How hard is it to just apt-get install deluge?

    • Kyle says:

      rTorrent is the "de-facto" client used by seedboxes. It does get update's regularly. Deluge is somewhat of a newcomer and doesn't have as many plugins for the web client.

  2. micah says:

    Doesn't this require apache or some other web server to get running? I have a linux server that doesn't even have a gui, monitor, or keyboard so I need to be able to access it remotely. This will not do the trick will it?

    • Adrian Dinu says:

      The rtorrent client does not require a gui, you can connect remotely via ssh and access it. The default interface is in text mode so no need for a gui.

      rutorrent is a web interface that helps you to access the rtorrent client, it does require apache or any other http server like nginx or lighttpd. This again does not require any GUI on the actual server, you run the http service on the server and access the rutorrent web interface with a web browser from your local computer.

      Let me know if I can help you with more information.

  3. dtigue says:

    I use this type setup and it works great. I've tried the deluge setup and it's just not as good. The one thing I'm missing from rtorrent/rutorrent is the ability to have it watch the RSS feed and automatically load any new torrents that are added to the RSS feed. The application should be able to watch the RSS feed, upon a new torrent being added, download the torrent file, add the torrent file and start downloading. If it could do this automatically for me then I would love it. Sickbeard/SickRage sort of do this but they are set up mostly for TV shows. I want it to automatically download movies, for example, from Yify, every time they upload one. Of course, I should be able to specify whether I want it to grab the 1080p, 720p, or 3D versions. Anyone know of a way to do this??

  4. Adrian Dinu says:

    Hello dtigue,

    This software provides that exact functionality, if you follow the tutorial and copy the rss plugin as described in the last part it will add the exact functionality that you wish. I have about 10 feeds and 50 rules to download automatically different torrents.

    You will just have to run the last command in the tutorial:
    $ cp -r plugins/rss rutorrent/plugins/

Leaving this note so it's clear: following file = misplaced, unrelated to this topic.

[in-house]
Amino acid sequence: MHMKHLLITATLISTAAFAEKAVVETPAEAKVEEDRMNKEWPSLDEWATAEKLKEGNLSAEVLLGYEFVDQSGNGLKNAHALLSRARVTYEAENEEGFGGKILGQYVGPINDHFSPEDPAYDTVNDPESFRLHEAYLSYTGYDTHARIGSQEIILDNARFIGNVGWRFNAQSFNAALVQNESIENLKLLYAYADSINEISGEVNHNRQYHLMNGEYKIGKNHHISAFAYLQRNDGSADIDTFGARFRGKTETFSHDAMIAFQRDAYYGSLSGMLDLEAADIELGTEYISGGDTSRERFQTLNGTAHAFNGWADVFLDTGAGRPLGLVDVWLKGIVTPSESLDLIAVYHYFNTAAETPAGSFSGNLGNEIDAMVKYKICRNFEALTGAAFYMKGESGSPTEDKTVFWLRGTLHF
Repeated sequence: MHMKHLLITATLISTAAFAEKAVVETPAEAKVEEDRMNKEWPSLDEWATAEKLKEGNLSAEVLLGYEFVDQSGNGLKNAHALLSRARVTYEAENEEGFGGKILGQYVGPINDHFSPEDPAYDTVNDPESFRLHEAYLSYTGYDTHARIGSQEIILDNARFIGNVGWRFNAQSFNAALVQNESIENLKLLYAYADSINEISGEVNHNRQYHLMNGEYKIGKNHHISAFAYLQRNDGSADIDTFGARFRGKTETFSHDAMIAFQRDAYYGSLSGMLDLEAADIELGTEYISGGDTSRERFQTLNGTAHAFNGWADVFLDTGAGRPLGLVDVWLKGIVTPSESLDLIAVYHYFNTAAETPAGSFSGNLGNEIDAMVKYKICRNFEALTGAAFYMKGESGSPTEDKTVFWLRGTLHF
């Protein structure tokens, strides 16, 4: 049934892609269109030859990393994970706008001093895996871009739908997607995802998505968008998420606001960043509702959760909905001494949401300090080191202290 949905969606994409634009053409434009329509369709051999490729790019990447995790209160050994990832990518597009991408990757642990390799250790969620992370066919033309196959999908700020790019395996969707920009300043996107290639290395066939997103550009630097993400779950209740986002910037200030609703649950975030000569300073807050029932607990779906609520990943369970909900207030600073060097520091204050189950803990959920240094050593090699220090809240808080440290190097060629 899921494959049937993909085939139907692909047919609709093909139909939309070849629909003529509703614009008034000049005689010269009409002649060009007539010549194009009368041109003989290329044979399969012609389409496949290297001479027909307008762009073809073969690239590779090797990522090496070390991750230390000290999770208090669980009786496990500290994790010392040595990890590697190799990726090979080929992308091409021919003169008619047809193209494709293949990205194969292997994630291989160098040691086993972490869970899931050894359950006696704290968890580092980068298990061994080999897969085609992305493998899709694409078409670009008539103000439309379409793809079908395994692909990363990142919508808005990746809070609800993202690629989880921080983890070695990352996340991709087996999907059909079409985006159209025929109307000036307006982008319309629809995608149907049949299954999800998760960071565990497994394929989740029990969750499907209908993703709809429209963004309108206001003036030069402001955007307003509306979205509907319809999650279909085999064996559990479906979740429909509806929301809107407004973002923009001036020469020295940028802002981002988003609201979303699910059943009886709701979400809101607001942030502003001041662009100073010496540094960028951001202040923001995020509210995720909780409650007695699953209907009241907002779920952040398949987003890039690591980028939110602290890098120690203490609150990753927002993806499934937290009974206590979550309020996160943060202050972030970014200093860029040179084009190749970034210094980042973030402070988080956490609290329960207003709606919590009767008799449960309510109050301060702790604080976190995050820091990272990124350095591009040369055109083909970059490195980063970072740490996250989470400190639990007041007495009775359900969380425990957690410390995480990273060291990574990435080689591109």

For more information about this particular addon you can check https://code.google.com/p/rutorrent/wiki/PluginRSS

  5. TorrentUser says:

    Thanks for the easy to follow excellent tutorial. I do have a few questions for you though (from a relatively novice linux user). When i installed linux (ubuntu) say i created user John. I took your advice and didn't use this account and created a new account (lets call it tor). 1st generally i never want to log in as tor. Does "screen" start the program during boot or during login? I"m hoping i don't have to login as tor to start it. If it only works during login is there a way for me to login as John but get "screen" to launch rtorrent as tor rather than John?

    thanks...

    • quecg2 says:

      Launch this command in the torrent user session in order to automatically launch rtorrent after a reboot: "crontab -l | { cat; echo '@reboot screen –fa –d –m rtorrent'; } | crontab -".

      I'm not 100% sure of the command but it should be approximately this ;)

  6. Linux Noob says:

    I am following your instructions step by step (using the Elementary distro that is based on Ubuntu) got to applying the port number, no luck, therefore cannot continue.

  7. Aakash says:

    I'm trying to install and configure rTorrent on CentOS via SSH. I want to use the terminal based client. Do you have any specific tutorial for configuring that? Thanks in advance!

  8. John Jensen says:

    Here I got stuck:

    First you will have to configure rtorrent to accept connections for remote control. To do this, first pick a user that you want to run rtorrent with (it is not a good idea to run it as root) and create the file ~/.rtorrentrc where you need to add the following line:scgi_port = 127.0.0.1:5000 It should look like this: Picture

    I don't understand where to create .rtorrentrc and why it lokk like this:
    root@seedbox:/var/www/crm# cat /home/ME/serv/.rtorrent.rc
    scqi_port = 127.0.0.1

  9. Paul Ierow says:

    I think you have a minor typographical error in your instructions regarding netstat.

    Your example says, "netstat –tapn | grep netstat" but I believe that you meant to say, "netstat –tapn | grep rtorrent".